What is the difference between "write-through" cache and "write-back" cache? Is one preferable to the other in some cases?
Caching is used to automatically move or copy the most active data to a higher-performing tier from a slower one. Today, that cache is often made up of flash, with the slower tier being hard disk drives. There are two types of caching technology: a read cache and a write cache. Read caching is generally considered the safer of the two because it only stores a copy of data in the cache area. If there is a cache failure, then the data is automatically retrieved from the primary storage tier.
There are three common forms of caching: write-around, write-through and write-back. In a write-around cache, all new or modified data is written to the hard disk tier first. Then, based on access patterns, a copy of that data may be promoted up to the high-performance cache tier. It has the value of extending the life of a flash-based cache tier because extraneous writes never get promoted to that tier. But performance may suffer on more active data until those access patterns can be analyzed and those data moved into the flash tier.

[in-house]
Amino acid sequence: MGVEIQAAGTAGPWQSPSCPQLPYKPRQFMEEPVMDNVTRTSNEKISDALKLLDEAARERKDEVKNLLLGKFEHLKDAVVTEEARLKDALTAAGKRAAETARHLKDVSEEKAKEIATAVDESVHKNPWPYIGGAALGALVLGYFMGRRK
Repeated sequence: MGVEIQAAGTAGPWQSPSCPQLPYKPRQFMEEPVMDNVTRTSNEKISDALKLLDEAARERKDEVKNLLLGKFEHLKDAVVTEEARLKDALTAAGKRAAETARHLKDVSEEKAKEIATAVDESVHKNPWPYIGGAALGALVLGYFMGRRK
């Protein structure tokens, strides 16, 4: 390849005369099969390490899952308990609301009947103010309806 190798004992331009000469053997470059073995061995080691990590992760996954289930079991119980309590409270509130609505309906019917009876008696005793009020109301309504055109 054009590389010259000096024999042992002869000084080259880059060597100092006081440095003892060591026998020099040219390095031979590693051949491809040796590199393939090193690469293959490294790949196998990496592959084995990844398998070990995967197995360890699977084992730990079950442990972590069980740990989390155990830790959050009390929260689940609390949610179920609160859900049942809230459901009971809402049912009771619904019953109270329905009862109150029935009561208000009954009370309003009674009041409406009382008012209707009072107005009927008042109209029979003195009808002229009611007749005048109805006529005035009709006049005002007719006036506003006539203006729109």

In a write-through cache, all new or modified data is written simultaneously to the flash cache and the hard drive tier, but acknowledgment of the write is not sent to the application until the hard drive tier successfully completes the write. This provides the same reliability as a write-around cache but pre-promotes active data by capturing it to the cache while it's being written to the hard disk. It has the downside of potentially wearing out the flash cache faster because all writes, cache-worthy or not, are written to flash.
A write-back cache also captures all new or modified data to the flash tier, but will copy that write to the second tier asynchronously as well. However, the write acknowledgement to the application comes after data is written to flash, not to the hard disk, meaning that writes now occur at flash speeds. But there is risk of data loss if the flash drive fails before data has been flushed to the disk tier.
This was first published in January 2014